Libya was hailed as a ‘model intervention,’ seen as evidence that despite internal cleavages and the failure to generate a unified response, the alliance could still make a meaningful contribution to the challenges posed by fragile states. Yet it remains riven by violence and the lack of a stable government; Western powers have left a space in which militant Islam can flourish and as Islamic State’s foothold in the country grows the pressure to re-intervene is intensifying. The Libyan city of Sirte is fast becoming a hub for IS but President Obama is thus far resisting calls for more airstrikes and the deployment of special forces to target IS forces in Sirte. This may be a prudent choice; intensifying attacks against IS in Libya in the absence of a viable political plan may be precisely the kind of ‘stupid shit’ Obama avowed to avoid. But with less than a year left in office there are signs the administration’s ‘strategic patience’ is beginning to wear thin. The Pentagon’s recent budget revealed the US is increasing spending on the fight against IS to $7.5 billion while US Secretary of Defence Ash Carter pulled no punches in reminding allies at the NATO ministerial that ‘We will all look back after victory and remember who participated in the fight.’ Notwithstanding Carter’s rose-tinted optimism that the West will be able to declare ‘victory’ over IS, the US is once again finding itself in the all too familiar role of cajoling NATO allies to contribute resources in the fight against IS. Yet intra-alliance tensions are high; several NATO members are frustrated that the US has not taken a more critical stance against Russia’s involvement in Syria (which most regard as designed to shore up Assad’s regime rather than the stated aim of fighting IS forces) while the US is having to undertake its own balancing act, leading the fight against IS while at the same time continuing to provide reassurance to Eastern European and Baltic states more concerned about Russia’s actions on the alliance’s Eastern flank. The Pentagon has announced it is quadrupling its defence spending on Europe, via the European Reassurance Initiative, from $789m to $3.4bn. The US will also have a full armoured combat brigade deployed in the region on a rotating basis in a reversal of its 2012 decision to draw down two US Army Brigades from Europe in the context of its rebalance to Asia.
Herein lies the dilemma for NATO. With Northern and Eastern NATO members focused primarily on Russia’s actions in the East, it has been hard to generate a consensus within the alliance over a collective role in the anti-IS coalition. NATO is currently walking a tightrope between deterring any further Russian action in Ukraine or Eastern Europe with the need to keep open political channels of dialogue and communication and avoid becoming locked in a dangerous cycle of brinkmanship. The West more widely needs Russian cooperation in the fight against IS and in any future Syrian peace settlement, but with Turkey attacking Russian (and US) backed Syrian Kurdish forces (the PYD and its militant arm the YPG) on the Syrian-Turkish border Turkish-Russian relations are at breaking point. With the Kurdish fighters exploiting Russian air strikes in northern Syria to seize territory near the Turkish border, Ankara is now increasingly at odds with both Moscow and Washington. Moscow, meanwhile, is pursuing a risky twin-track approach; it is seeking to take advantage of opportunities to drive a wedge between NATO allies over Syria while simultaneously trying to use the carrot of cooperation in the fight against Islamic State to win relief from Western sanctions imposed following the annexation of Crimea.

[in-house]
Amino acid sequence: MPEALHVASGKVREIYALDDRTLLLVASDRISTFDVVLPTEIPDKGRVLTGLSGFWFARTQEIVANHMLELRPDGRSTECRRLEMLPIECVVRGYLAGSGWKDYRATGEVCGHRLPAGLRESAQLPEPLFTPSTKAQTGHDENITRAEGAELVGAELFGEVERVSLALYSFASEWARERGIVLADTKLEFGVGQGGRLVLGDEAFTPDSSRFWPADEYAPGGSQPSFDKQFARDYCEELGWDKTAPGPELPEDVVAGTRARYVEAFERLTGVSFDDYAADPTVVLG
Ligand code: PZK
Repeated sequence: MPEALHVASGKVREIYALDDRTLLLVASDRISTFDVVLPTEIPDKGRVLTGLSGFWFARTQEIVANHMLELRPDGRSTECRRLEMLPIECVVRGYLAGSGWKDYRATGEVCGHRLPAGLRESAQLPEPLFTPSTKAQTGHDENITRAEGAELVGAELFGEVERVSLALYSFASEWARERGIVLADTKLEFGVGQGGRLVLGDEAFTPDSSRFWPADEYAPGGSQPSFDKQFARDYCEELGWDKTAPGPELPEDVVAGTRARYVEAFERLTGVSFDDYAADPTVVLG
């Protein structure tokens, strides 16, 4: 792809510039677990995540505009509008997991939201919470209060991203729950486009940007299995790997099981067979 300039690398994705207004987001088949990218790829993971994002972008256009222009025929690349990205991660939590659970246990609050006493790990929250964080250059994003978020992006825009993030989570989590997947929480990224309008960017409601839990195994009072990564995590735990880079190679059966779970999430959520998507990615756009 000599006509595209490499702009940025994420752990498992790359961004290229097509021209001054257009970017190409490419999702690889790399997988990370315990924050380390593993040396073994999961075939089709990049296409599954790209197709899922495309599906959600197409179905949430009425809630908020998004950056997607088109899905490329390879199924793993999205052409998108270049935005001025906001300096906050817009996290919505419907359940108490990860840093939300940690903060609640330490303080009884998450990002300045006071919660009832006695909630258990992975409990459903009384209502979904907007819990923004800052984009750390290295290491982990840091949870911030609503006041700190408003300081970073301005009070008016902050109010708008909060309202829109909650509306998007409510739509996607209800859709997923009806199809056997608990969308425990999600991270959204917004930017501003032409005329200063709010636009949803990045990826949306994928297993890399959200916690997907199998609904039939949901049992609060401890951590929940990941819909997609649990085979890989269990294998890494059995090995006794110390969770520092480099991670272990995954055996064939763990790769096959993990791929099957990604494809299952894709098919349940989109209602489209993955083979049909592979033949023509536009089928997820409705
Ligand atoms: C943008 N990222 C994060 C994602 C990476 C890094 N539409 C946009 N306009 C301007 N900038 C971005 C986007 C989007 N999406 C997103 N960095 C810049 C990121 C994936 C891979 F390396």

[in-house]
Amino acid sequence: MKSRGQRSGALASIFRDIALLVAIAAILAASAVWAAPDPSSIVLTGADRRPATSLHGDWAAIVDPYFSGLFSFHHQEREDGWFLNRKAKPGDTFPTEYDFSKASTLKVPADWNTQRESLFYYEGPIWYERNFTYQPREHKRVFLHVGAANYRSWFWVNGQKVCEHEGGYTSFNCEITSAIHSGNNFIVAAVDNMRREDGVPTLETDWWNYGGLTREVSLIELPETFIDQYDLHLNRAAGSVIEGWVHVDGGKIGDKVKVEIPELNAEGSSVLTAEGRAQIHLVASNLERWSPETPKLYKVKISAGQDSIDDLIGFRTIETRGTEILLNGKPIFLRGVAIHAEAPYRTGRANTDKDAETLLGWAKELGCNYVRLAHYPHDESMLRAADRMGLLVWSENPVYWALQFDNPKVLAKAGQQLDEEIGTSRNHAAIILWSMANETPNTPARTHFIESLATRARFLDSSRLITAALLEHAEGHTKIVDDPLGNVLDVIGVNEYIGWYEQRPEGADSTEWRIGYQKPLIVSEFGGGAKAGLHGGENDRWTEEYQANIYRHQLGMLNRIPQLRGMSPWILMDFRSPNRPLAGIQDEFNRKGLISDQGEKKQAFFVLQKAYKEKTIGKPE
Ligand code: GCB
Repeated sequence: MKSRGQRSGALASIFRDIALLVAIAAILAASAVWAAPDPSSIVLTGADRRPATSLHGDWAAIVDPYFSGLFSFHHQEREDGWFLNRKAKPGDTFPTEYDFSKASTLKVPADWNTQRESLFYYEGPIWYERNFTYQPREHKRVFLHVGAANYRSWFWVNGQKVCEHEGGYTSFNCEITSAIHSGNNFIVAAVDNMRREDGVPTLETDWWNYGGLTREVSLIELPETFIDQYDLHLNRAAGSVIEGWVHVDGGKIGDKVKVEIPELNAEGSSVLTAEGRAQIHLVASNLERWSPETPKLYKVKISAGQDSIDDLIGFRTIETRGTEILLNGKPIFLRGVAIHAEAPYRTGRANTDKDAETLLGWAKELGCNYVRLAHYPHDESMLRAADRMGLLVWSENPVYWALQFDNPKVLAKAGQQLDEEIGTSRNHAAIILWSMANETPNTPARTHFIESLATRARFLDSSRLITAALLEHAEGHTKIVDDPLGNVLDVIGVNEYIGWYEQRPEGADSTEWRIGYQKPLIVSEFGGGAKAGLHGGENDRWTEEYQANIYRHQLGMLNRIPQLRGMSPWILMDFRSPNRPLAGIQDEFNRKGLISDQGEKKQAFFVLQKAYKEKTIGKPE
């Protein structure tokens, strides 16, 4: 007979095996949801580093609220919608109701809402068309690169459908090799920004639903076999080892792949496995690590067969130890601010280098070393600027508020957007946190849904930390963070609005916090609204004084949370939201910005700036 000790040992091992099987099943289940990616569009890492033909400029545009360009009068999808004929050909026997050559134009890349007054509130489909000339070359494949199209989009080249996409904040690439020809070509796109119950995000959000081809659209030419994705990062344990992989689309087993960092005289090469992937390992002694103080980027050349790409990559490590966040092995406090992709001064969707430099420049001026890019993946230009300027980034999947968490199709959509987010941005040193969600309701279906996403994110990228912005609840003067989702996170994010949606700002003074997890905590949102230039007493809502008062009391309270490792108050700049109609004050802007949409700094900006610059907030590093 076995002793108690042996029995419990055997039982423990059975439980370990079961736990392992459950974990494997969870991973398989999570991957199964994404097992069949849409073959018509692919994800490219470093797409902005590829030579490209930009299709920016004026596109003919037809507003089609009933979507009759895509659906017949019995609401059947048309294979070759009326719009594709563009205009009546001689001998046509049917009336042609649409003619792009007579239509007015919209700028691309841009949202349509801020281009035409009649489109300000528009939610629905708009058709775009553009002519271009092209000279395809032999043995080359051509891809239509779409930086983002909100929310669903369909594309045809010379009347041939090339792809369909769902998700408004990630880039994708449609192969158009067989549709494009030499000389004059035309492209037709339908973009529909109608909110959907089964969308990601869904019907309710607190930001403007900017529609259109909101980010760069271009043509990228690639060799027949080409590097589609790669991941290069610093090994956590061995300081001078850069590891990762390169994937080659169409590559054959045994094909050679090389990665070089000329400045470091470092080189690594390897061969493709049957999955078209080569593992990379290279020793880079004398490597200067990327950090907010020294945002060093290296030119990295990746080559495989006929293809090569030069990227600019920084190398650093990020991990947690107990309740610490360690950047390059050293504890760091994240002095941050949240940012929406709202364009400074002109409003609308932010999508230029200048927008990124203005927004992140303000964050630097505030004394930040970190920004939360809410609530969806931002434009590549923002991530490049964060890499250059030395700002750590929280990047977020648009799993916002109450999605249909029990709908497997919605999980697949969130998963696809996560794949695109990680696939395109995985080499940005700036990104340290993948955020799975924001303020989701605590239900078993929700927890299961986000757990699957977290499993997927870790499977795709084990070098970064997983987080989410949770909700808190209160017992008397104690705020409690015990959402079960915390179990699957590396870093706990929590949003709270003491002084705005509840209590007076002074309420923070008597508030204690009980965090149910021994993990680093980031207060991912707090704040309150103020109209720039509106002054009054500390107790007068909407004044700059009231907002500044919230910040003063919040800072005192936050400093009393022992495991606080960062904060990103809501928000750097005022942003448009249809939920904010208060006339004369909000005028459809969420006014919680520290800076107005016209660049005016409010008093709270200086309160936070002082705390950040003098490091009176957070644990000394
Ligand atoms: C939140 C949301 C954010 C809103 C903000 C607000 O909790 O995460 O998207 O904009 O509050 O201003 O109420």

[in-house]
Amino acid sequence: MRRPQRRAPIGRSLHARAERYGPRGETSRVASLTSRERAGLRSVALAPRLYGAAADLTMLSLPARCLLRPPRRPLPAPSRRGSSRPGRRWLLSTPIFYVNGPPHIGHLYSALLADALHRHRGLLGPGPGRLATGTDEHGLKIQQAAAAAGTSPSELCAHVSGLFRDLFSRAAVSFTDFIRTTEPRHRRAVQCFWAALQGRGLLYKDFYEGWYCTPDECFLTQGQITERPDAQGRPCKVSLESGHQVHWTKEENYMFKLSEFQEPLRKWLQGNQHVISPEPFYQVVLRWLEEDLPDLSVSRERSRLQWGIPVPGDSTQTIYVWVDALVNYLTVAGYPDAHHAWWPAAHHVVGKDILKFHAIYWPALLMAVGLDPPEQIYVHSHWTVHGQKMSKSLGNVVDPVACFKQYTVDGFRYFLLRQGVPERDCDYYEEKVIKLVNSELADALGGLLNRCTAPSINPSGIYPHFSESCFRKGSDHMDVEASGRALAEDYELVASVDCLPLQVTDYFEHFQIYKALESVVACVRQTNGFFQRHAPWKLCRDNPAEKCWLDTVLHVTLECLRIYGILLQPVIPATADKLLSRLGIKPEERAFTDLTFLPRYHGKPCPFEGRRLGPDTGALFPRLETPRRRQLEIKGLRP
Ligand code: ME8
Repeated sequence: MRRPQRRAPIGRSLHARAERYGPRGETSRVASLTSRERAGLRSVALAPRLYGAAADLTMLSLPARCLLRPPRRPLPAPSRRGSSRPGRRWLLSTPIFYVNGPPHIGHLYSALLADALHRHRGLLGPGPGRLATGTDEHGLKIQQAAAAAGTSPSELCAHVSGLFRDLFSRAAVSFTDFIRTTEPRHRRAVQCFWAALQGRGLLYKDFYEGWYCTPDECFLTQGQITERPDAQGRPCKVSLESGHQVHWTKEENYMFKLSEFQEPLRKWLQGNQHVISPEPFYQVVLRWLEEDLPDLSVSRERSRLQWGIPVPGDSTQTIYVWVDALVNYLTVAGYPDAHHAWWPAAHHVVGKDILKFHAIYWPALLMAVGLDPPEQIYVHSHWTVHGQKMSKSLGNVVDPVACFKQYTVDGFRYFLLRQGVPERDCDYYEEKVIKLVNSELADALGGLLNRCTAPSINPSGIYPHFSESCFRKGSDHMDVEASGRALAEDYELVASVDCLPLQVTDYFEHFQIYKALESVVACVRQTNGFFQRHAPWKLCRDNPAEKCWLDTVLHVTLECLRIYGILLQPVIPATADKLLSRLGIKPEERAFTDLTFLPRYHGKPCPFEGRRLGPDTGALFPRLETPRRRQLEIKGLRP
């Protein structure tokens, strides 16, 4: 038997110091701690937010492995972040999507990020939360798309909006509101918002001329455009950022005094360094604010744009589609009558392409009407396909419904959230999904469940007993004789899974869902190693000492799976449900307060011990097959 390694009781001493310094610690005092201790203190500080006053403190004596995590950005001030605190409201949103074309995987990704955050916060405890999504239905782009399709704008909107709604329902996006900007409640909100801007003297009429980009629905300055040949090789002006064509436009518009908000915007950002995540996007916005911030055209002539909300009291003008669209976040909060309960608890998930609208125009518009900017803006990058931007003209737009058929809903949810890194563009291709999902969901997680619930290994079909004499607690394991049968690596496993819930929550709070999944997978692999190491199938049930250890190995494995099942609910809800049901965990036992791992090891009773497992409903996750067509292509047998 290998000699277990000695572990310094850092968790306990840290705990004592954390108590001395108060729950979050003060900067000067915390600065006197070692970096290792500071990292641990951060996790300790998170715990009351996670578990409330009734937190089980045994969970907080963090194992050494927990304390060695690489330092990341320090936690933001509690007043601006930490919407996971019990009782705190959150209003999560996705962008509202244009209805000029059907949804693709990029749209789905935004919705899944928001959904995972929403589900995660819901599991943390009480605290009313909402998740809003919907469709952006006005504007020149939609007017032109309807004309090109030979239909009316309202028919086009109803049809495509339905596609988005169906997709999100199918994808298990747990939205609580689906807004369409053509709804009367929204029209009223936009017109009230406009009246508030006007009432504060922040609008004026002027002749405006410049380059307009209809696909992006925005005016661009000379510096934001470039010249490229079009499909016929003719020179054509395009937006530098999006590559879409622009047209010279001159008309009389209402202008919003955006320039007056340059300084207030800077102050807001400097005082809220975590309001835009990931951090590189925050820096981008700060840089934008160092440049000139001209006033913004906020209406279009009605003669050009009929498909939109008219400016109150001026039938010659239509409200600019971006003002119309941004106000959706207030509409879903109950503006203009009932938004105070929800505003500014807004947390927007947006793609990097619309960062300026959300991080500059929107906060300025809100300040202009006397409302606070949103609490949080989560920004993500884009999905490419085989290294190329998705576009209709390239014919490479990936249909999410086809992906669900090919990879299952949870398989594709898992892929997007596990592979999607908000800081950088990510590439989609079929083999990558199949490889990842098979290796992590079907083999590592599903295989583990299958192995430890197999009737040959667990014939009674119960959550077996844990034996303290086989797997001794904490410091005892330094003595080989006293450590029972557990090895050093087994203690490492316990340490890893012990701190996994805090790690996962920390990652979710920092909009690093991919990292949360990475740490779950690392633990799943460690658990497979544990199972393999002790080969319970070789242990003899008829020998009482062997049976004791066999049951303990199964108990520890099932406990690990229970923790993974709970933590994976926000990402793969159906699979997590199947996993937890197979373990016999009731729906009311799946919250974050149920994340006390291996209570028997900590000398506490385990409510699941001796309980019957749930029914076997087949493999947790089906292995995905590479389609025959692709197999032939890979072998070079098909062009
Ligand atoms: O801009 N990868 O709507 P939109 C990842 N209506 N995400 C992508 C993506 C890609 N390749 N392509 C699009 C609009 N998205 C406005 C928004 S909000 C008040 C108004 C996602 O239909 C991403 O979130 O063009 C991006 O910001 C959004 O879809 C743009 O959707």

It is into this heady mix that NATO must now consider what its own contribution to the fight against Islamic State will be. Any NATO contribution will likely remain confined to training for Iraqi forces combined with the deployment of AWACS and as the alliance builds towards the 2016 Warsaw Summit its principal focus will likely remain Russia rather than Islamic State. There is a growing consensus that despite its strategy of deterrence, a new emphasis needs to be placed on dialogue with Russia in an effort to avoid the ‘new Cold War’ that Medvedev alluded to at the recent Munich Security Conference, and which many believe is fast becoming reality. As a 2014 report by the European Leadership Network found, Russia and the West are engaging in ‘dangerous brinkmanship;’ the report mapped repeated incidents of violations of national airspace, emergency scrambles, narrowly avoided mid-air collisions, close encounters at sea, and simulated attack runs, asserting that ‘the mix of more aggressive Russian posturing and the readiness of Western forces to show resolve increases the risk of unintended escalation and the danger of losing control over events.’ The OSCE – which monitors the compliance of NATO member states and Russia with Cold War era treaties governing troop deployments and exercises in Europe – has also claimed the current situation is more unpredictable than the Cold War; Russia has pulled out of the Conventional Forces in Europe Treaty while NATO’s deployment of ‘non-permanent’ forces in Eastern Europe has contributed to a sense that the existing European security architecture – an architecture Russia has never accepted – is no longer appropriate for managing the new security landscape in Europe.
But in the absence of a new security architecture – and there is no consensus as to what any such architecture should look like – NATO must continue to walk a precarious tightrope. As I argued in Trondheim while there may be a broad consensus within the alliance that Russia’s actions in Ukraine, the growth and spread of Islamic State across the MENA region and a zone of instability stretching from the Baltics to the Aegean all constitute common threats to NATO – and European stability and security writ large – generating consensus on how to respond to such challenges is infinitely harder in a 28-member alliance characterised by often profound differing geopolitical priorities and preferences. As it moves forward its principal challenges remain as much internal as external; it must find ways of balancing and harmonising its sometimes competing requirements for collective defence, crisis management and cooperative security and move beyond Cold War mind-sets that will only hamper crucial efforts at finding new pathways to deal with one of the most challenging security landscapes Europe has known since WWII.
Image: Ukrainian infantry man a roadblock during NATO exercise Rapid Trident/Sabger Guardian , July 2015, via flickr.